Sofia, July 6, 2015/ Independent Balkan News Agency
By Clive Leviev-Sawyer of The Sofia Globe
The successor to Yanis Varoufakis, who resigned as Greece’s finance minister on July 6, should be a business person, Bulgarian economist Krassen Stanchev (photo) said.
Stanchev, speaking to Bulgarian National Radio, said that the “no” vote in Greece’s July 5 was like collective suicide. Within a week, a programme for humanitarian aid for Greece would be needed, he said.
It was obvious that Greece had no money, no means for paying for medicines and fuel imports and unless something was done, the country’s whole economy would come to a halt, he said.
Had the outcome of the referendum been “yes”, the previous agreement might have been revived in some form and there would have been loss of savings, say about 10 to 20 per cent of the money of Greek individuals and firms held in banks. With the “no” vote, this figure would probably reach 60 per cent.
The referendum result would make it difficult to find a basis for agreement with Greece’s creditors, Stanchev said.
He saw the impact on Bulgaria’s economy as limited in spite of the interconnectedness of the Bulgarian and Greek economies. Some Bulgarian companies that work only for the Greek market would undergo some difficulties and may have to shed jobs, he said.
The largest impact would be on those working in Greece who would face not being paid. They either would have to live on savings and would have to seek a career elsewhere, he said.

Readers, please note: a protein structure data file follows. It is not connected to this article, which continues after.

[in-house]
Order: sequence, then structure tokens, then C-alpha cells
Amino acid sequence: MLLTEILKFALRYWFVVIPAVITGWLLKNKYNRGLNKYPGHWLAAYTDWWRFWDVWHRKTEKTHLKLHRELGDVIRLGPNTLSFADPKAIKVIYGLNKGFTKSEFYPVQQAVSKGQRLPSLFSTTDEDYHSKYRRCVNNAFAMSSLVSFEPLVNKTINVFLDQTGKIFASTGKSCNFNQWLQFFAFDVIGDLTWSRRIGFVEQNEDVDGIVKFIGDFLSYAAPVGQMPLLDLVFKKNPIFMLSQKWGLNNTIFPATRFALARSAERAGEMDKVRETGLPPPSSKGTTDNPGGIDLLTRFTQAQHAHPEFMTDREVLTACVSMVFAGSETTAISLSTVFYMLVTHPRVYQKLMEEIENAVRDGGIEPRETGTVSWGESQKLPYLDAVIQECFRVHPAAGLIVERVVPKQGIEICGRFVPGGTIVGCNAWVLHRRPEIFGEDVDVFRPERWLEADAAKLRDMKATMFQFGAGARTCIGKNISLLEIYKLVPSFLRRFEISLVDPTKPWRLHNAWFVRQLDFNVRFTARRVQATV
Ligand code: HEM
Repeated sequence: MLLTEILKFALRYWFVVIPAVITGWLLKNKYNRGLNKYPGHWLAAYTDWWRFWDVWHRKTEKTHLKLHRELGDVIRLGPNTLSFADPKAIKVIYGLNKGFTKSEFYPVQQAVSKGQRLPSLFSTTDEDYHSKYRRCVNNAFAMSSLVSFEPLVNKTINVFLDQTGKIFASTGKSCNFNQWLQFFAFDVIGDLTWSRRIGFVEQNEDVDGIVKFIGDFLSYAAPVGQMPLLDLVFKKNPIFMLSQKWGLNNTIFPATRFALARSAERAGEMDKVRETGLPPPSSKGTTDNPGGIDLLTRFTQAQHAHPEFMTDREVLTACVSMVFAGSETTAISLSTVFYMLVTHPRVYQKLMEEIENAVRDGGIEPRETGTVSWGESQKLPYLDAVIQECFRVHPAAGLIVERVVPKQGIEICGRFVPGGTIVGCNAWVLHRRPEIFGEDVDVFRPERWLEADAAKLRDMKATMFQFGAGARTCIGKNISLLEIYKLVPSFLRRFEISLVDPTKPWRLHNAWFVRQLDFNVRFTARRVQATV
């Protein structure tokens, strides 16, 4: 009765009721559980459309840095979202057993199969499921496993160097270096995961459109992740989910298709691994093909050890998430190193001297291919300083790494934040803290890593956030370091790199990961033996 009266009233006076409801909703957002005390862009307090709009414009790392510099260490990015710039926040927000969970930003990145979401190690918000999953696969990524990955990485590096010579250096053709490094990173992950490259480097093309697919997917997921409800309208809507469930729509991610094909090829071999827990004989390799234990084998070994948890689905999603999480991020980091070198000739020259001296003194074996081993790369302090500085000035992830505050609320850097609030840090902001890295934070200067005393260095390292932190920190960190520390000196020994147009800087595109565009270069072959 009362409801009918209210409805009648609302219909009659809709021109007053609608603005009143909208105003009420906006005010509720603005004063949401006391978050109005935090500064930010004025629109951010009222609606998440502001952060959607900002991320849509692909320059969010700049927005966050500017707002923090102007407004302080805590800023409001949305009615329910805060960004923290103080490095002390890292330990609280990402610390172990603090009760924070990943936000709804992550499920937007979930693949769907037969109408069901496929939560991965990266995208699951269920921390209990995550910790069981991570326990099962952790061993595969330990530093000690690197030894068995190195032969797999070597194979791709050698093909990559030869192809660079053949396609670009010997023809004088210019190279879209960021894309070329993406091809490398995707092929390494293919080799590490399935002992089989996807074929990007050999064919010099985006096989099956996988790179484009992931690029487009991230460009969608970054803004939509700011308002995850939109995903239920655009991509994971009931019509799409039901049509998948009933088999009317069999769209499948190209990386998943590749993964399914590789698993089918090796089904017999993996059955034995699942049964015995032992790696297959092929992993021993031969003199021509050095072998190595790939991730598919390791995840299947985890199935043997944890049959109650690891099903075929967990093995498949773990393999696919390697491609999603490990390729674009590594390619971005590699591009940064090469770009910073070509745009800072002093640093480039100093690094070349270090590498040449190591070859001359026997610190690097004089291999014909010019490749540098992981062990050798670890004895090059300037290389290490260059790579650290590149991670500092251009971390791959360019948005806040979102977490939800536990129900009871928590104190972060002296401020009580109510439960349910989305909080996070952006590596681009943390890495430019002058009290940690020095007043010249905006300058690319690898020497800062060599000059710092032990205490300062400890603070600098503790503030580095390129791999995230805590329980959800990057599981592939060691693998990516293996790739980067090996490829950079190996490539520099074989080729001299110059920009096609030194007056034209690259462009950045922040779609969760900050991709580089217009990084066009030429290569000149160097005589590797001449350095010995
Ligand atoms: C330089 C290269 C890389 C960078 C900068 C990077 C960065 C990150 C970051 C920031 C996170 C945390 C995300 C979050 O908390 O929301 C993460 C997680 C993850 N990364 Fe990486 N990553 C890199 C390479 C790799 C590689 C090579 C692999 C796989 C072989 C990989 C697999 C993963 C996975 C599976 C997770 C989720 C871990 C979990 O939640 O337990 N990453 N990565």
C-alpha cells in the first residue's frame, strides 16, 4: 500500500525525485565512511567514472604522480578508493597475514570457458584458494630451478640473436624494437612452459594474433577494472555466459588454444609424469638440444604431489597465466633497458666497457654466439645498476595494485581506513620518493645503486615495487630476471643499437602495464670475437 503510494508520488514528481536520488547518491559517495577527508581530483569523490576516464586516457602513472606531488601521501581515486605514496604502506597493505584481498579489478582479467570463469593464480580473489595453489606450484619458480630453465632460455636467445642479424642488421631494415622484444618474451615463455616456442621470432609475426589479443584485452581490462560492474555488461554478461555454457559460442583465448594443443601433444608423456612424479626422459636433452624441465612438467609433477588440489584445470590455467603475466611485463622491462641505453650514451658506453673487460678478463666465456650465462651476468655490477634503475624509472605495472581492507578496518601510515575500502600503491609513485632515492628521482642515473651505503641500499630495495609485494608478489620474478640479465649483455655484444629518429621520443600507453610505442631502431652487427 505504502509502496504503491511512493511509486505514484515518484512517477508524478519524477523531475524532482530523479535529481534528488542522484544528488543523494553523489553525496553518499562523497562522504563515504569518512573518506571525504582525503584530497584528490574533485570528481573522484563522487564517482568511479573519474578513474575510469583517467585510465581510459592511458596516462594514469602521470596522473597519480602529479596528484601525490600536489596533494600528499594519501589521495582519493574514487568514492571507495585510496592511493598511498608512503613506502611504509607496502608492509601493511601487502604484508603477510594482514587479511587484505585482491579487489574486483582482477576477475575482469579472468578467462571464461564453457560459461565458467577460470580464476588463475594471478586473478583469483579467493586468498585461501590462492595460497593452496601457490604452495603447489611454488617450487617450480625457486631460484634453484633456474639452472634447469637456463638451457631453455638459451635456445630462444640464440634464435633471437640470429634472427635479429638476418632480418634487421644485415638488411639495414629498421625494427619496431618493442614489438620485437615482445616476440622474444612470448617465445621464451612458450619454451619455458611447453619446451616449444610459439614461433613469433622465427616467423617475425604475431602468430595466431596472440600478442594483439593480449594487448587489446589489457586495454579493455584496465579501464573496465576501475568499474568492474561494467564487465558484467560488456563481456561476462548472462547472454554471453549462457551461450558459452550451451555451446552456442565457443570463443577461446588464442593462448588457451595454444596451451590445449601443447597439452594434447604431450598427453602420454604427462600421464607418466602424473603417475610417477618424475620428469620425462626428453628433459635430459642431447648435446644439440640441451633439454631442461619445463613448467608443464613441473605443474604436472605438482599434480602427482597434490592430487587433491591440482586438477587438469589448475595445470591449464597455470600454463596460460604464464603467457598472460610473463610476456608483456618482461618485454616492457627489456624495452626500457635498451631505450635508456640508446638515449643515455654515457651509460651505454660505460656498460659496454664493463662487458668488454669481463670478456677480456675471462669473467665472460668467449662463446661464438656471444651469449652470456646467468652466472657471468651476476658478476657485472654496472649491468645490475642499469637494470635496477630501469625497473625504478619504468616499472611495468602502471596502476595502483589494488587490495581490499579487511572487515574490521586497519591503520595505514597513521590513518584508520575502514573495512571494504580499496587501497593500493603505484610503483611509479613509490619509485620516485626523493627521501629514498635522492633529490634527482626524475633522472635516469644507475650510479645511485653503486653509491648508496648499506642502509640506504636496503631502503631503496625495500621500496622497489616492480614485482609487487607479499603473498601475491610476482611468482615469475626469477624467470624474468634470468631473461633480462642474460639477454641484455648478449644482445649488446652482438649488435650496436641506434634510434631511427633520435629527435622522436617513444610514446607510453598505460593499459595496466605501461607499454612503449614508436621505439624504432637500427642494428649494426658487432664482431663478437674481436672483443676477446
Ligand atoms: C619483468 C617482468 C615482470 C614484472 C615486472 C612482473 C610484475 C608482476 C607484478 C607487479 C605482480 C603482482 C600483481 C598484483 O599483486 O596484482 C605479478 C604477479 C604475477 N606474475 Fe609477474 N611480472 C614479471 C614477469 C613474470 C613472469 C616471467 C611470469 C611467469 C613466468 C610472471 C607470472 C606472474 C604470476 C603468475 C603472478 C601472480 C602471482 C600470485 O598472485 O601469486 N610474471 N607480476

Economist Georgi Angelov, speaking to local newspaper Standart, said that the results of the referendum meant that Greece had several problems, including that the Greeks did not want to carry out the reforms that were necessary.
Angelov said that practically, Greece was already outside the euro zone. It receives no external loans, nor are its banks financed, and nor does it have banknotes and coins.
He said that the Bulgarian economy was no longer as dependent as it used to be on Greece, in fact the opposite could be said to be true, with the Greek economy dependent on Bulgaria because many Bulgarians went on holiday to Greece, last year adding up to 1.5 million people.
Economist Vladimir Karolev said in a breakfast television interview on July 6 that the “no” vote had come from retired people, the military and state administration employees.
Karolev said that the problem with Greece was very clear, that for 25 years, every year, the Greek government had been in deficit.
He said that “you cannot forever spend money that you are not bringing in”. Karolev predicted early elections in Greece.
Ahead of the referendum, the head of the Bulgarian Parliament’s committee on the budget and finance, Menda Stoyanova, said that Bulgarian companies dealing with Greek firms, mainly in imports and exports, would be affected by the crisis in Greece. Stoyanova told daily 24 Chassa that Bulgarian firms had managed to restructure payments and relations with their Greek partners, possibly reducing a negative impact.